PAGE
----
Czar Putin, the Conqueror
By Patrick F. Cannon
Back in the days when the computer was in its infancy, when you registered for classes at Northwestern University, it was a mad dash to grab a course card from the box before they were all gone. First, you made a beeline for required courses, then electives. I tended to look for electives in either art or the more usual kind of history. One day, it turned out to be Russian.
Before that, my knowledge of Russian history was Stalin and his immediate successors. Although I can’t remember exactly what year I took the course, it was likely that the affable Nikita Khrushchev (“we’ll bury you!”) was the current leader. (By the way, Stalin died in 1953. For a chillingly humorous take on the event, I recommend the movie, The Death of Stalin.)
The current dictator, Vladimir Putin, is just the latest in a long line of autocrats that extends back to Ivan the Terrible in the 16th Century; and beyond, to Czars Peter the Great, Catherine the Great, and finally, the not so great Nicholas II, who was succeeded by Lenin, Stalin – and now, Vladimir Putin.
The fantasy that Communism would change Russia into a country of peace-loving workers was embraced by the left in this and other countries for far longer than the reality of what became the Soviet Union became apparent. But Communism simply continued the expansionism and autocracy that has been constant in Russia since Ivan. When the Soviet Union began breaking up in 1989, Vladimir Putin was a KGB agent working in East Germany. To put it simply, he was not amused by the events that followed.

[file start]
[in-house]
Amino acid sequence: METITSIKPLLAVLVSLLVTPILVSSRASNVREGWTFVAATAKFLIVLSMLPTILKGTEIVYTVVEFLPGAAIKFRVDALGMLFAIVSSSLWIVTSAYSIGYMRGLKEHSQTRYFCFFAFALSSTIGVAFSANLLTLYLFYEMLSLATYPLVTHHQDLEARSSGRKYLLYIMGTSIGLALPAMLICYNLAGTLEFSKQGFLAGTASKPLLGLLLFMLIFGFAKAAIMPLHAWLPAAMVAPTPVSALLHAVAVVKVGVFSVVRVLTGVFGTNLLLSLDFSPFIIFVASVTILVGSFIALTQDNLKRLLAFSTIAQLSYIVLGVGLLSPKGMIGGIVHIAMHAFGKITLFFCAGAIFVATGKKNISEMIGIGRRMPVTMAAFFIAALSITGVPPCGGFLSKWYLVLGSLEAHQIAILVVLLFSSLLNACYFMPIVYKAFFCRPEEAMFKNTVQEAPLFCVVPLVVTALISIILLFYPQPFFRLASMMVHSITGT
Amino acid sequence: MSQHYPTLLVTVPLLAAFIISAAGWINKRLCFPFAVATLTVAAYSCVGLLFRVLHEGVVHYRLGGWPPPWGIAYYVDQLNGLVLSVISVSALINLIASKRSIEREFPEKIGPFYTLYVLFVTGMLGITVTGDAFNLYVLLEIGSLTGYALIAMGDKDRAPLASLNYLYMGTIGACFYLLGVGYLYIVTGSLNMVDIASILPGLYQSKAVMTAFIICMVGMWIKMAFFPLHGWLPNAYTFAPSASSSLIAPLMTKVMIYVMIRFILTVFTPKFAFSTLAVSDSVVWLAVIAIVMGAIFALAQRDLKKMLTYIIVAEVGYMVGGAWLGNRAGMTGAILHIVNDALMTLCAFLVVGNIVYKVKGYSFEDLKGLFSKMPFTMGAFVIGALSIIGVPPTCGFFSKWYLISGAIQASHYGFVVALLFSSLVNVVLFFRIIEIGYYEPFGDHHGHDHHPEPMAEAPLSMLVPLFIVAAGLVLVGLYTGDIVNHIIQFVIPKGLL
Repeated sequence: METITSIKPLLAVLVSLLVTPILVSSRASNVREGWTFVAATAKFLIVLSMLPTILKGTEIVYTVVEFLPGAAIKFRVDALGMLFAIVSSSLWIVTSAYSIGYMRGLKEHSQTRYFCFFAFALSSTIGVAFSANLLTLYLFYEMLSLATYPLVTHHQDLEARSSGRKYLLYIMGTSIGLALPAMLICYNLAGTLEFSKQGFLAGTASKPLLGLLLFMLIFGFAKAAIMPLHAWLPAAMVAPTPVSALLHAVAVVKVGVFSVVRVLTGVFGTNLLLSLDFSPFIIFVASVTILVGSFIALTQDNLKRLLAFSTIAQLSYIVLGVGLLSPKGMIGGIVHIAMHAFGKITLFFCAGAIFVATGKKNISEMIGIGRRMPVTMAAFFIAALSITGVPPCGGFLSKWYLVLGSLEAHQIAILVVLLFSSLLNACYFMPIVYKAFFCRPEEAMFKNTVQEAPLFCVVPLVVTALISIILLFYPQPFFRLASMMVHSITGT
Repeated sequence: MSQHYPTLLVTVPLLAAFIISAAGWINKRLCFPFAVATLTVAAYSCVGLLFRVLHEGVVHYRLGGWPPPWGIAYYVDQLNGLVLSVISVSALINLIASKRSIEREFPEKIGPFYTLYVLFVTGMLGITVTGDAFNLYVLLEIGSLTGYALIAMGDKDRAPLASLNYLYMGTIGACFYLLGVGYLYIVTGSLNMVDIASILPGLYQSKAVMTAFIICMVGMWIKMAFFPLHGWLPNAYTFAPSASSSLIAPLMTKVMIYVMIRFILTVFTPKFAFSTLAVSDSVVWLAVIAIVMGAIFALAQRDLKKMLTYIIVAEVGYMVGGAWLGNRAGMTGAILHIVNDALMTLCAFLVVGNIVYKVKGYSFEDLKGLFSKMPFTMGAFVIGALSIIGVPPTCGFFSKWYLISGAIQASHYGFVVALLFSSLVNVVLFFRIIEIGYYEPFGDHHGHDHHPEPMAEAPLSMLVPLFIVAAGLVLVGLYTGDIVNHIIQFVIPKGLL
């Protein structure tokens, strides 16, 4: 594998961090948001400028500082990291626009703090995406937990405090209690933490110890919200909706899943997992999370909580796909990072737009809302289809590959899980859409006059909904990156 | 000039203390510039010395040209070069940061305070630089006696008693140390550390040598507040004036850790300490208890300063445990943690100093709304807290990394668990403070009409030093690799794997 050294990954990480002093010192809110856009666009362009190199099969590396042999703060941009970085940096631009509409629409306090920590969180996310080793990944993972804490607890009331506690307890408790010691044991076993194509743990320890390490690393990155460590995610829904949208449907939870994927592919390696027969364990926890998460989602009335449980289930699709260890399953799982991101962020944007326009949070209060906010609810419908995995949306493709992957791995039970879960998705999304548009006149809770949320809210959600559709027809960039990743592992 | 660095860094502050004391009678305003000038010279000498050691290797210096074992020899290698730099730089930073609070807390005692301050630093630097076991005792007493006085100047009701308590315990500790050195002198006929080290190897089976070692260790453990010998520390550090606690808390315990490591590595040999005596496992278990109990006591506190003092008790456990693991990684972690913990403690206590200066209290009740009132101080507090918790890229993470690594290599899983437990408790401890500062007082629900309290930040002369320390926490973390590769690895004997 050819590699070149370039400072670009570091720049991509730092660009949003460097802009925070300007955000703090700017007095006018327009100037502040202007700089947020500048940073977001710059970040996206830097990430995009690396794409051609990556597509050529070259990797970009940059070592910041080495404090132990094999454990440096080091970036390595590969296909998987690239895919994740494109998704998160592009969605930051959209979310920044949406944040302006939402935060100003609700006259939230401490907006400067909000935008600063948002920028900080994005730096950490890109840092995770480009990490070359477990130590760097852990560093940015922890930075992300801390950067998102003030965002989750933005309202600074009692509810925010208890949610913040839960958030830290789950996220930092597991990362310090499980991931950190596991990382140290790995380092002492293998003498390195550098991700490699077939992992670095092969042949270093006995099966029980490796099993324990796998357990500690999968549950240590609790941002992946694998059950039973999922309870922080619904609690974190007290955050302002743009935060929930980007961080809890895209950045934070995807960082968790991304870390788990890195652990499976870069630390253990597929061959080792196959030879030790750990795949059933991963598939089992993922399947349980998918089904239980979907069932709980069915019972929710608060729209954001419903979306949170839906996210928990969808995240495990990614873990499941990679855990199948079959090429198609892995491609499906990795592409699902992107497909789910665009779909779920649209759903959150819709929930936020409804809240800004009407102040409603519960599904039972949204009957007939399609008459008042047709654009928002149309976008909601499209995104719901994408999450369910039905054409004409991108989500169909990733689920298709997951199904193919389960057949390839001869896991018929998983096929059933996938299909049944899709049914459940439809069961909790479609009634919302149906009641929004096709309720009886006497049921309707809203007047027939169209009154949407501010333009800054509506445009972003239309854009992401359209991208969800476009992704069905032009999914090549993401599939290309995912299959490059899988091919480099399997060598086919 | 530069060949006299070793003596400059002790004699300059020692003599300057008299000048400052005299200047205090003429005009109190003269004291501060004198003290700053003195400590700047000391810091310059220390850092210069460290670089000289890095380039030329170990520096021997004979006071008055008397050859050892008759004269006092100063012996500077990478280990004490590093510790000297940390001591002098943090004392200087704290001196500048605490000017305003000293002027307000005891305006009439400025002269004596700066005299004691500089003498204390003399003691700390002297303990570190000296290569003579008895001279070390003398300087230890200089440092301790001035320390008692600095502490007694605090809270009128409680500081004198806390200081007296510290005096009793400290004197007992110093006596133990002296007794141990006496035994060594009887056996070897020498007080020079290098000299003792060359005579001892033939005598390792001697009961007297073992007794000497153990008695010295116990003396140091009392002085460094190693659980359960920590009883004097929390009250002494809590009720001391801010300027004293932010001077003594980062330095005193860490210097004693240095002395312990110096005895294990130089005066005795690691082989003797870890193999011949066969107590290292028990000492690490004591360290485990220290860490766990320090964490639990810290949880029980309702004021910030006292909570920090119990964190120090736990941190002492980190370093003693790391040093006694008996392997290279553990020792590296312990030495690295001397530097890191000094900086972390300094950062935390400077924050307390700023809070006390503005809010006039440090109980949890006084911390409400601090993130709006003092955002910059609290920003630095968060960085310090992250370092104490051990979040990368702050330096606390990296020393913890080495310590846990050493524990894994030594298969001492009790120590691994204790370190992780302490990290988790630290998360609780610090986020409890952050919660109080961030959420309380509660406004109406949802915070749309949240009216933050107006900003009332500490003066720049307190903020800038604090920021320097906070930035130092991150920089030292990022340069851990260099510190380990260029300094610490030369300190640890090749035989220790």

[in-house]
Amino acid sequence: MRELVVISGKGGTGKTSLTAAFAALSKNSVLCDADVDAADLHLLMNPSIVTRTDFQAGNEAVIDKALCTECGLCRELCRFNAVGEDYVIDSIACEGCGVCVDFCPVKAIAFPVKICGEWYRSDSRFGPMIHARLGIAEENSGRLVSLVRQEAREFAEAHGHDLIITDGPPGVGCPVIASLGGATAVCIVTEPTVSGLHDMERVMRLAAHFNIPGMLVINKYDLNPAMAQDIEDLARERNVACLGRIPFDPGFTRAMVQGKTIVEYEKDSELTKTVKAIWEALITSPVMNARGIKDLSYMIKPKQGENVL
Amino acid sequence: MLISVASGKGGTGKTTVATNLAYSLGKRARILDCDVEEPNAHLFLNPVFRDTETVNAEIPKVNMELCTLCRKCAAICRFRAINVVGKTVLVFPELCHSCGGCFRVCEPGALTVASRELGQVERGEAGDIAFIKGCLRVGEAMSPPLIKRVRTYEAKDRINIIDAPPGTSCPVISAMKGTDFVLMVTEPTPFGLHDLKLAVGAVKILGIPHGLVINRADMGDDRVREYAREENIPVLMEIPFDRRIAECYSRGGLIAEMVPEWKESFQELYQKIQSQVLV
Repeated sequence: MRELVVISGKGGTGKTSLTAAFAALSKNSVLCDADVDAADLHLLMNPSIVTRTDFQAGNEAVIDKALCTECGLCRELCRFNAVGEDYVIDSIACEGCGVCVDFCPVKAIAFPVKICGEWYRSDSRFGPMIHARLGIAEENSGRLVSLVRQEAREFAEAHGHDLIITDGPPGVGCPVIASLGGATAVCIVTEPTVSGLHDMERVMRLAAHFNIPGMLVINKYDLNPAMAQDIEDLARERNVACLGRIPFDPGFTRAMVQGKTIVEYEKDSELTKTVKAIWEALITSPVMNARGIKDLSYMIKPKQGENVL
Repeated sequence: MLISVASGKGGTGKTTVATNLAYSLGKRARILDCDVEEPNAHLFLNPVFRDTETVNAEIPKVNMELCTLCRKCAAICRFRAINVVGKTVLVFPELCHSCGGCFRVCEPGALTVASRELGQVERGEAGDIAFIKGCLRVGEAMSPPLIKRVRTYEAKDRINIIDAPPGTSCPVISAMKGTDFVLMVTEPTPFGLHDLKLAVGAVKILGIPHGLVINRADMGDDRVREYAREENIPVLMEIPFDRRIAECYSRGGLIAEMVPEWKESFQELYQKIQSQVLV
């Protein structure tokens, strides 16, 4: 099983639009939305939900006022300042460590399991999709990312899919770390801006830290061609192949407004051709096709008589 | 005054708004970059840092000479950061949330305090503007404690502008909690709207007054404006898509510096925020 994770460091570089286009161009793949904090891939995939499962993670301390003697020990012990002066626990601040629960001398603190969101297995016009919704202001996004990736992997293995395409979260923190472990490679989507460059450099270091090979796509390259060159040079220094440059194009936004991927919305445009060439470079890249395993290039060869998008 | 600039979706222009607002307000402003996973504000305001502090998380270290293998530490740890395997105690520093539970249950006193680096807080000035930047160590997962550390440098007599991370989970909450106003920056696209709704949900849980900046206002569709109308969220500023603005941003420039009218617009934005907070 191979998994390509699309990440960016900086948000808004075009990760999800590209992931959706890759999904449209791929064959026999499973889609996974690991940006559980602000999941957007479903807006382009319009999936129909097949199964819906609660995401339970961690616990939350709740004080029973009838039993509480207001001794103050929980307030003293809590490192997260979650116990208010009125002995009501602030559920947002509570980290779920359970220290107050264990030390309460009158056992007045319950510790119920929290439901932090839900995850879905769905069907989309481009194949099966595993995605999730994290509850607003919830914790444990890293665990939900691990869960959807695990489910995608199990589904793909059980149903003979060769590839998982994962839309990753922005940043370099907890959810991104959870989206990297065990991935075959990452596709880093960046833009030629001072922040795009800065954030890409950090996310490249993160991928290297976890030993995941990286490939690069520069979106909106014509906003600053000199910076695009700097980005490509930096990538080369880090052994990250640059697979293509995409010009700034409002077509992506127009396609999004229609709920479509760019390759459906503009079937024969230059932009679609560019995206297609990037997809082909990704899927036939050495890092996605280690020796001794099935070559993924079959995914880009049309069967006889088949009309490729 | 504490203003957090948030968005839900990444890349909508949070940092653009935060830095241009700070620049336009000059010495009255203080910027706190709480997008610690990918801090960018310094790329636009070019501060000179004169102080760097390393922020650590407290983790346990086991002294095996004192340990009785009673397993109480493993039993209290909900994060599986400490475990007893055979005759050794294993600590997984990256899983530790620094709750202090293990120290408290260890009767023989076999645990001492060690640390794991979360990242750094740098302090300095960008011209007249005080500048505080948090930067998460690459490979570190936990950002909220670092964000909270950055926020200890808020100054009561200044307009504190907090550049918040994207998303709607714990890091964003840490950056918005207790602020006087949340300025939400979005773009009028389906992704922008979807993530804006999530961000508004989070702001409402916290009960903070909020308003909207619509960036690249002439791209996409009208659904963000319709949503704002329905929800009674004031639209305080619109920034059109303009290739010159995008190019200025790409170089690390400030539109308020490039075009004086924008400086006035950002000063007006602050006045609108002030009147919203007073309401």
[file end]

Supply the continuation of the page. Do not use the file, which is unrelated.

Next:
So, when former Soviet vassal states began joining NATO, it was rubbing salt on the wound. As we know, he began chipping away at the borders. Chechnya was subjugated in 2000, followed by parts of Georgia and then Crimea. Now Ukraine.
His claim that the Ukrainians are really brother Russians is tragically amusing. I’m sure many of them have reason to remember that Stalin caused the death by starvation of something like 4 million of their ancestors during the forced agricultural collectivization of the 1930s. I suppose that’s like Cain and Abel, with Stalin being Cain.
Let’s not then be surprised that Putin is returning to the old ways. Given Russian history, it would be more surprising if he didn’t.
Copyright 2022, Patrick F. Cannon